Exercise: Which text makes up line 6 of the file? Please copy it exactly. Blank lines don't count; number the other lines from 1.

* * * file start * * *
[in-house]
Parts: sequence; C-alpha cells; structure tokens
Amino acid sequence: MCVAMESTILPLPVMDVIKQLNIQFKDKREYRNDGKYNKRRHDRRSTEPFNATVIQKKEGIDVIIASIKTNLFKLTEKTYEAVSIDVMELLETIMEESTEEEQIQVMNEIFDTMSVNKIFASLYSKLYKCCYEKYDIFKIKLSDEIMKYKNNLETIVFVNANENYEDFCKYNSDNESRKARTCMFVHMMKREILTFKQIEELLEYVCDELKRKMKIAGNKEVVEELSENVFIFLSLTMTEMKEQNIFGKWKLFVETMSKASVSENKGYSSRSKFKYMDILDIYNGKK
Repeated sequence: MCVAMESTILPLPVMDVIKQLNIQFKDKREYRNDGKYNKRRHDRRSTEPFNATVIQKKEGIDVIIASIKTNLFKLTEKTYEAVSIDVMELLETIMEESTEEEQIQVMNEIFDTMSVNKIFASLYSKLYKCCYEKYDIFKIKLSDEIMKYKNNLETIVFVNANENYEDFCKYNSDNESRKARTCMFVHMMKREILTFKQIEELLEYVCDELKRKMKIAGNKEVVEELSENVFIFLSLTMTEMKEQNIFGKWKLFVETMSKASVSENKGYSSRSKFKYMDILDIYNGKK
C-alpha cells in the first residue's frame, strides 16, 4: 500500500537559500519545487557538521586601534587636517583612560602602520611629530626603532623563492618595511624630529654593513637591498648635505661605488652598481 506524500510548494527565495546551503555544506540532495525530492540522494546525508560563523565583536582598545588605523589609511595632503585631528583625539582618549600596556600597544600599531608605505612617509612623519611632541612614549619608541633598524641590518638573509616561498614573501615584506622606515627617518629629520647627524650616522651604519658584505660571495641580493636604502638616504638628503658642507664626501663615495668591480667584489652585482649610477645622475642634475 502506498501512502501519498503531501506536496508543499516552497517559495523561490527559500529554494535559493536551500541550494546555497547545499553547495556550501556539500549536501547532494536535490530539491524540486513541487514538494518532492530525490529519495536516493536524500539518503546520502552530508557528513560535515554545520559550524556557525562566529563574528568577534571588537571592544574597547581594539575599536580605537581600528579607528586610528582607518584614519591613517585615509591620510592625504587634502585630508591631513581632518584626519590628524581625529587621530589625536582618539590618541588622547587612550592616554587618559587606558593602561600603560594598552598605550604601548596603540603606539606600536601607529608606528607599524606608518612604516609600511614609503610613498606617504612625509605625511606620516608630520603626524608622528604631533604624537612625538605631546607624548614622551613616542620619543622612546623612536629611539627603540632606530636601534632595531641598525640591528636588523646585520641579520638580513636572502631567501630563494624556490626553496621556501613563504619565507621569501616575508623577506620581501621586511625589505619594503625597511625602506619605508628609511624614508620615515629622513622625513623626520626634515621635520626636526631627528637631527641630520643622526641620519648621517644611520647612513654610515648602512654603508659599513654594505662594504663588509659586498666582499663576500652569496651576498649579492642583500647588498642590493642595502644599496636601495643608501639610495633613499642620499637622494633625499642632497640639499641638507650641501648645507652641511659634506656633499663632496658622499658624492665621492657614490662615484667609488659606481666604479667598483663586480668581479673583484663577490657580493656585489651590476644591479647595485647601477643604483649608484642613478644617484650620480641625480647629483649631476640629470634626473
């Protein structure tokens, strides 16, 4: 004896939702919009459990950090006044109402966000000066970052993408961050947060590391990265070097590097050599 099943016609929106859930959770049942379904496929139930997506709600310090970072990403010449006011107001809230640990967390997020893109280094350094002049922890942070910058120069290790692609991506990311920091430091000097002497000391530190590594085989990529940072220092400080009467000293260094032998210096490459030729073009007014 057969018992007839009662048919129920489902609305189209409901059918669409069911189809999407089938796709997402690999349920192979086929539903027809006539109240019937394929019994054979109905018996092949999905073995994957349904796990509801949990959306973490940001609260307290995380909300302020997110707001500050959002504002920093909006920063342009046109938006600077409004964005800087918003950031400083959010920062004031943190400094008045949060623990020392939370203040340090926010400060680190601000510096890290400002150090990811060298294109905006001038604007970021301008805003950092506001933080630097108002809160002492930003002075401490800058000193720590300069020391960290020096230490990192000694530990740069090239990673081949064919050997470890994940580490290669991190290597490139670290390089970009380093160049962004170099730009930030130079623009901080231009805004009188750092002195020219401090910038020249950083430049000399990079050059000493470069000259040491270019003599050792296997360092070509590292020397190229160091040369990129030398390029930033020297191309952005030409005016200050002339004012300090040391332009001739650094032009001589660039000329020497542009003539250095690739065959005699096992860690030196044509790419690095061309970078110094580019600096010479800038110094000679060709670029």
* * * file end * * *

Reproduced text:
């Protein structure tokens, strides 16, 4: 004896939702919009459990950090006044109402966000000066970052993408961050947060590391990265070097590097050599 099943016609929106859930959770049942379904496929139930997506709600310090970072990403010449006011107001809230640990967390997020893109280094350094002049922890942070910058120069290790692609991506990311920091430091000097002497000391530190590594085989990529940072220092400080009467000293260094032998210096490459030729073009007014 057969018992007839009662048919129920489902609305189209409901059918669409069911189809999407089938796709997402690999349920192979086929539903027809006539109240019937394929019994054979109905018996092949999905073995994957349904796990509801949990959306973490940001609260307290995380909300302020997110707001500050959002504002920093909006920063342009046109938006600077409004964005800087918003950031400083959010920062004031943190400094008045949060623990020392939370203040340090926010400060680190601000510096890290400002150090990811060298294109905006001038604007970021301008805003950092506001933080630097108002809160002492930003002075401490800058000193720590300069020391960290020096230490990192000694530990740069090239990673081949064919050997470890994940580490290669991190290597490139670290390089970009380093160049962004170099730009930030130079623009901080231009805004009188750092002195020219401090910038020249950083430049000399990079050059000493470069000259040491270019003599050792296997360092070509590292020397190229160091040369990129030398390029930033020297191309952005030409005016200050002339004012300090040391332009001739650094032009001589660039000329020497542009003539250095690739065959005699096992860690030196044509790419690095061309970078110094580019600096010479800038110094000679060709670029």